Teddy Mars by Molly B. Burnham Book Review

Teddy Mars: Almost World Record Breaker by Molly B. Burnham
Illustrations by Trevor Spencer
Publisher: Katherine Tegen Books
Release Date: March 24, 2015

Teddy Mars is the second to youngest in a family of seven and he is sick and tired of it. He is tired of The Destructor (his four-year-old brother) destroying his things and getting away with everything. He is tired of his oldest sister's singing, of his other sister always stomping on his toes, the constant noise. All he wants to do is break a world record, preferably one that was never attempted in The Guinness Book of World Records, which he practically has memorized. That isn't easy though when everyone is always wrecking Teddy's record-breaking plans.

The first time I was away from my family, really away, was when I went to Europe at fourteen. When I called my mother from Hungary and she asked how things were going, I joyfully exclaimed that it was awesome because I didn't have to buy anything for anyone else. Yes, I was in Europe and the best part of the trip was that I didn't have to share. So is the life of someone in a big family. Obviously, I found myself relating to Teddy in many ways. Although I was the oldest child, there were some of the same frustrations I had. Don't get me started on the time that my brothers utterly destroyed the dollhouse furniture that my great-grandmother made and gave to me along with a dollhouse, which was also damaged.

Teddy is a normal child with normal obsessions who really is trying to find his place in the midst of all the chaos. In frustration, he ends up moving into a tent in his back yard, tired of sharing a room with his younger brother who doesn't know the meaning of the words, do not touch. I love how determined he is, even when the weather turns cold, to stay in that tent simply because it gives him the personal space that he desperately needs. He also gets his own job feeding pigeons next door, which gives him an additional boost of confidence and independence. The facts from the Guinness Book of World Records added some fun metaphors and parallels. It would be a great gift idea to pair the World Records book with Teddy Mars.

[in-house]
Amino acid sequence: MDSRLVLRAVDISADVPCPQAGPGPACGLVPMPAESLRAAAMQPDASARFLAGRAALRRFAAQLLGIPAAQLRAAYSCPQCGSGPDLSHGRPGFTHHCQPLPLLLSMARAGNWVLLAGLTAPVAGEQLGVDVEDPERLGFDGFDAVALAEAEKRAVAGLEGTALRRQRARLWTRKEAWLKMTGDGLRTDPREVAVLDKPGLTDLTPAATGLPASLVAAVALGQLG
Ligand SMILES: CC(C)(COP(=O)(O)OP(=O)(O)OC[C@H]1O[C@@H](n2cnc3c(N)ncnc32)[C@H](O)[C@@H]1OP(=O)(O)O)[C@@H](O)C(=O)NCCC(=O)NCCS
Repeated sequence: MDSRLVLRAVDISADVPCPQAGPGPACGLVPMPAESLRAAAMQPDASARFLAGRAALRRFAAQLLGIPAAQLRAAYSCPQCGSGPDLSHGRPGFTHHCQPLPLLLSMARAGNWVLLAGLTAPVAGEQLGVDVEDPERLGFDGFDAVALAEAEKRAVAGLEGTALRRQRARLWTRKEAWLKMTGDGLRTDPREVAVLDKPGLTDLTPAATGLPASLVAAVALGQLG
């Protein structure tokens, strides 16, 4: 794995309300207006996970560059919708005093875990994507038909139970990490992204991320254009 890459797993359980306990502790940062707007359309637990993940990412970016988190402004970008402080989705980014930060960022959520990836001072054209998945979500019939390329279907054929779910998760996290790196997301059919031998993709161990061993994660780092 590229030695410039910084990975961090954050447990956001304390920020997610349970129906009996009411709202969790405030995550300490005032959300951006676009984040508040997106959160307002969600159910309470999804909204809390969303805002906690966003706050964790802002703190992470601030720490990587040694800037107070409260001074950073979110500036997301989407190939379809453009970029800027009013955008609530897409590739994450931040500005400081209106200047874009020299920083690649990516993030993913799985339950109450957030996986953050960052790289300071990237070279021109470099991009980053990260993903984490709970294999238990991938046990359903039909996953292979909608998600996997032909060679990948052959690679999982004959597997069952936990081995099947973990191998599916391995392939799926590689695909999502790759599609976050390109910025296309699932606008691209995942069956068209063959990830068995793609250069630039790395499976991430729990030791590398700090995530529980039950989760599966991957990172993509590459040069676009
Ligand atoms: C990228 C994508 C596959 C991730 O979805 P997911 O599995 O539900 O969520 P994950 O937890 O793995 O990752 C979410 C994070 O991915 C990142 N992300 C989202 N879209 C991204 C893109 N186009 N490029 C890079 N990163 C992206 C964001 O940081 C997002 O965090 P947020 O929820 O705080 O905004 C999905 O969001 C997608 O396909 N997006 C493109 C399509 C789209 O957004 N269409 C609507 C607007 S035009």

What I disliked was the fact that the parents really do allow their youngest child to get away with extremely bad behavior. It is one thing to not fight with him about sitting at the dinner table, it is quite another to allow him to destroy his siblings things without repercussions. He is never disciplined for his actions, even when they cause serious disruptions of things like soccer games. I get that this family has seven kids, but the reason their youngest son does the things he does is because there are zero consequences for his actions. If I was this kids older sibling, I would be upset too. Even more upset if my parents invalidated my feelings by saying, "he doesn't know any better" when he is clearly old enough to know better.

That said, this story really is about Teddy and it is a good story. The reading level is perfect for kids who have outgrown chapter books, but may not be ready for Harry Potter yet. There is plenty of humor, cute illustrations, and a ton of facts that keep the story interesting and fresh. A great read for any kid who loves facts or is looking for their place in the world.

Advanced Reader Copy provided to me by the author in exchange for an honest review.